Political uncertainty is what most Nepali businesses love.
In the past couple of months, as political uncertainty moved from fights within parties to the courts, many decisions that government agencies have made have been exposed. These range from the procurement of vaccines to the building of infrastructure projects—to giving a free hand to the exploitation of natural resources. The latest one being the intent to force Nepalis to buy mobile phones in Nepal.
While cars have always been notoriously difficult to import individually, this is perhaps the first time something as ubiquitous as the cellphone has such entry barriers propped up. Many countries push for mobile phones to be manufactured or assembled within their boundaries as a step to make them cheaper to sell. But in Nepal, it is about protecting distributor cartels and giving them super-profits. This is not new in Nepal, as we have seen this sort of decision in the past; so, it is important to understand the linkages. Here are three things to ponder upon
Political uncertainty boosts business
There have been private studies that reveal the close nexus between politicians and business groups. Since the Rana regime, different business entities have benefited from aligning with political groups. These alignments also change. There are very few homegrown businesses that do not have their rise linked with politics, and at many times political uncertainty. In Unleashing Nepal, I dedicated a whole chapter to discussions of the business of ‘Conflictonomics’, where the perpetuation of the conflict benefited some interest groups. Similarly, the years between the 2006 and 2018 elections saw different business entities emerging riding on political uncertainty.
Since Parliament has been dissolved, there have been many interesting ordinances and regulations that have been brought in by the government be it relating to the Securities Board, Insurance Board or other business regulatory authorities. For a country that uses political uncertainty as an excuse to delay legitimate ventures, particularly relating to foreign direct investment, it is surprising to see how certain decisions are taken swiftly. Most bureaucrats will tell you that it came from the top. But why would they do something if there is no motivation of political appointment or financial incentives for them? Homegrown Nepali businesses do very well in working out solutions with bureaucrats during uncertain times.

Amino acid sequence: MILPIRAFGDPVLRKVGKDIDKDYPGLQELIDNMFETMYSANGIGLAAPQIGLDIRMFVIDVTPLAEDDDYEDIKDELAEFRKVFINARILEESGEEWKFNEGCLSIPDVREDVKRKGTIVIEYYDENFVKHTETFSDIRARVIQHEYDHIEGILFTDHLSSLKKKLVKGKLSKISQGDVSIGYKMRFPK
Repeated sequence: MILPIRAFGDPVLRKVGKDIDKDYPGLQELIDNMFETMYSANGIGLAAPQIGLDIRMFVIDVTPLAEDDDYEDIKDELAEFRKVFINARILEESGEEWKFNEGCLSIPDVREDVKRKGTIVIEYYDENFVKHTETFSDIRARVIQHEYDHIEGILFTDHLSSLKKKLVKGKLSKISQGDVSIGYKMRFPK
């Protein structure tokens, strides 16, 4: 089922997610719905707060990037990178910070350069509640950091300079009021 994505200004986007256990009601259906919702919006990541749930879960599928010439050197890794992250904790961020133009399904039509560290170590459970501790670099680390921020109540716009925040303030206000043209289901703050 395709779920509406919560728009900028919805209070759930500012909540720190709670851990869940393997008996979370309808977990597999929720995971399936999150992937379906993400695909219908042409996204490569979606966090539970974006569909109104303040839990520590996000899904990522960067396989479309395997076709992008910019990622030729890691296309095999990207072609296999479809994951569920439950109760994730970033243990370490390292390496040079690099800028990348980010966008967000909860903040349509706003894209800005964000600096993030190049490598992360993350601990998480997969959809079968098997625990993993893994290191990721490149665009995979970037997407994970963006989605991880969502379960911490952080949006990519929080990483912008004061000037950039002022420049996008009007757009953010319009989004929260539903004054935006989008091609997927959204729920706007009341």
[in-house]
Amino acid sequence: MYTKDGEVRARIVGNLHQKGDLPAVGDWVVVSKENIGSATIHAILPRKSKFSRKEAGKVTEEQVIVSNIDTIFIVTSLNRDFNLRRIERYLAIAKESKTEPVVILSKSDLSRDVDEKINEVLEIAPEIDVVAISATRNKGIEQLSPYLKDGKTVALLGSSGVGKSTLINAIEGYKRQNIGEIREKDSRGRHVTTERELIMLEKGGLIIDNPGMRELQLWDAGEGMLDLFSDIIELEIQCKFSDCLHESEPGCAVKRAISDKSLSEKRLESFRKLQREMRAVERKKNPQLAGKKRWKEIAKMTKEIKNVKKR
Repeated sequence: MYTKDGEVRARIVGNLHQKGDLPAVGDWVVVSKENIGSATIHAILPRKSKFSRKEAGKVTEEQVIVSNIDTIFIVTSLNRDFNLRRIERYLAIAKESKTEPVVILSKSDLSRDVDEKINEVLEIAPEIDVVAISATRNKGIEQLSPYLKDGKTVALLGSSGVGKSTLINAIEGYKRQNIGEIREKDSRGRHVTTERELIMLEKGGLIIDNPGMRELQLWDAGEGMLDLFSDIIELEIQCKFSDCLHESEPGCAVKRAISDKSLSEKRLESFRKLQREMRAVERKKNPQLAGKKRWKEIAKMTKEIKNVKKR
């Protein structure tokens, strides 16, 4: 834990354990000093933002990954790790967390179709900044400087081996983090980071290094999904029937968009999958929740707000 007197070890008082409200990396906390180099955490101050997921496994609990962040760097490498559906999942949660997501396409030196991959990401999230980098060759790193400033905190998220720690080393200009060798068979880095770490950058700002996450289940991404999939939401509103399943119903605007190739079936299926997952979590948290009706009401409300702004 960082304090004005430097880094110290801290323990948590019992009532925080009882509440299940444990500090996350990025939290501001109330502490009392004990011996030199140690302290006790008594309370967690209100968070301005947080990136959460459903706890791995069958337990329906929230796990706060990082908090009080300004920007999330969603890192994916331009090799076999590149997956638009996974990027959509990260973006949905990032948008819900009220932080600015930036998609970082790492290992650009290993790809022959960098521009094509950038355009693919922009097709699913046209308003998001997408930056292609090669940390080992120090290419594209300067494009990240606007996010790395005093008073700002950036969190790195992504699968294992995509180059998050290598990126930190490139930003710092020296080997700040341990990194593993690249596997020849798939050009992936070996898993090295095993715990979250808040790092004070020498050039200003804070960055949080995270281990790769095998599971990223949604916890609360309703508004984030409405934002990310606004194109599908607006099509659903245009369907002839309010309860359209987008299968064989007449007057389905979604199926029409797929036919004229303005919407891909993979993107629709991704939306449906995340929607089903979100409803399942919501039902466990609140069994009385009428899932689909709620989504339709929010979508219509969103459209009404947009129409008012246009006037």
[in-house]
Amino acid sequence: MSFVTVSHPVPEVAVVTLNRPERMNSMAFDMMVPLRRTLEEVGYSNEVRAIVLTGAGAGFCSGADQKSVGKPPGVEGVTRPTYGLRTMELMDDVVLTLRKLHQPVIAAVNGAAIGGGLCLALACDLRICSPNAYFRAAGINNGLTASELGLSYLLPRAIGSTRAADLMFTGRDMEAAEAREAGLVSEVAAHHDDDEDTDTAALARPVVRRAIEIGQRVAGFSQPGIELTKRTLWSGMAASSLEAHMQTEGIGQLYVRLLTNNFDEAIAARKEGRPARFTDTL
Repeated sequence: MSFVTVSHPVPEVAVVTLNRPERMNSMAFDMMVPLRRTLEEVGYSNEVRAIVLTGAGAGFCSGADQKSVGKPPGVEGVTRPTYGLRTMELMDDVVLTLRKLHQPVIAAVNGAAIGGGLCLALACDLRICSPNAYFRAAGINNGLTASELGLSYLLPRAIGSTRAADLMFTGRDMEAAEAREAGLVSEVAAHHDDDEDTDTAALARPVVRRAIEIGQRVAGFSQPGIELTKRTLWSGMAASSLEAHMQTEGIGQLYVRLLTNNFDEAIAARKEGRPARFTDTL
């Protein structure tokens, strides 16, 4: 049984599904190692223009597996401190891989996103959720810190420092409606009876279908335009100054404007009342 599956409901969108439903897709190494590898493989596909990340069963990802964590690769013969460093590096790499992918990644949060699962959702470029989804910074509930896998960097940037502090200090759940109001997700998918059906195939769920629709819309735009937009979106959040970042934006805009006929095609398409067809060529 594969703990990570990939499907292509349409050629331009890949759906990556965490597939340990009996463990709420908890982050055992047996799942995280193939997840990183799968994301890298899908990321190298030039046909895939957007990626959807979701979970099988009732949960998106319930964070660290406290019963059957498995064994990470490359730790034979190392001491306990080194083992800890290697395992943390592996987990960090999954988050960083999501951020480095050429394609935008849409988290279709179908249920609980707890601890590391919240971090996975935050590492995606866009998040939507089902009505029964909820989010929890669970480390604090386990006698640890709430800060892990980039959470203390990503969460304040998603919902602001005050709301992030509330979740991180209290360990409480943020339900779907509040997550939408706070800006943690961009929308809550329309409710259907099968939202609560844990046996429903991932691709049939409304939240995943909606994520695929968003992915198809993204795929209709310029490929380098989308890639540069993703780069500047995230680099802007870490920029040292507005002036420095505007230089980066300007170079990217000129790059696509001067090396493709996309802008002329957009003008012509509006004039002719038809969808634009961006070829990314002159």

Cartels thrive on connections
Many business associations are cartels under the veil of registration. Rajib Upadhyaya, a former World Bank official, in his book Cabals and Cartels, provides an account of how the cartels and the political cabals shaped Nepal’s current mess. The powerful cartels are now well represented in the government and the line between the political leader and the business leader are blurring. It is very rare, even in the case of folks leading super-cartels, that anyone is charged with allegations of graft—like in the recent vaccine purchase case or in different projects identified with political groups.
The fact is that the political parties have to depend on businesses to raise money to contest elections, which are getting more expensive to run. The easiest way to raise funds is to patronise groups in certain cartels that will raise money collectively in exchange for favours. It is no more surprising to hear of panels in different business and professional associations that are aligned to the political parties. Given that Nepali businesses mostly do not have to compete with international companies means they find this unique space very beneficial and would do little to change this arrangement.
Consumers bear the brunt
A study conducted by Nepal Economic Forum revealed that the cost of cartels to the GDP is 15 percent, which at current terms means around $4.5 billion a year! These range from people paying more for inefficient services to substandard goods. In Nepal, for instance, consumers are at mercy of suppliers of petroleum products and shortages are common. Transport cartels make transportation costs one of the highest in Asia. It is not only about high costs, but also about poor service. Even in banking, studies have shown collusion when it comes to fixing interest rates and service fees. Similar studies have shown collusive behaviour in private healthcare and education. However, with cartels being omnipresent, we talk about the vicious cycle where one member of another cartel does not mind the collusive behaviour as long as they also engaging in another similar scheme. I have continuously written about how apart from the production and sale of momos, it is hard not to find cartels.
The only hope that remains for Nepal is the young entrepreneurs who are competing globally with businesses find it worthwhile to fight this plague as the size of the Nepali economy increases. Further, when Nepali companies will be open to fighting competition outside their own country, perhaps they will be forced to fight the systemic challenges. Like in politics, we are waiting for the old men to leave the business stage. Perhaps it may be the same as the wait for the pall-bearers of cartels to step up.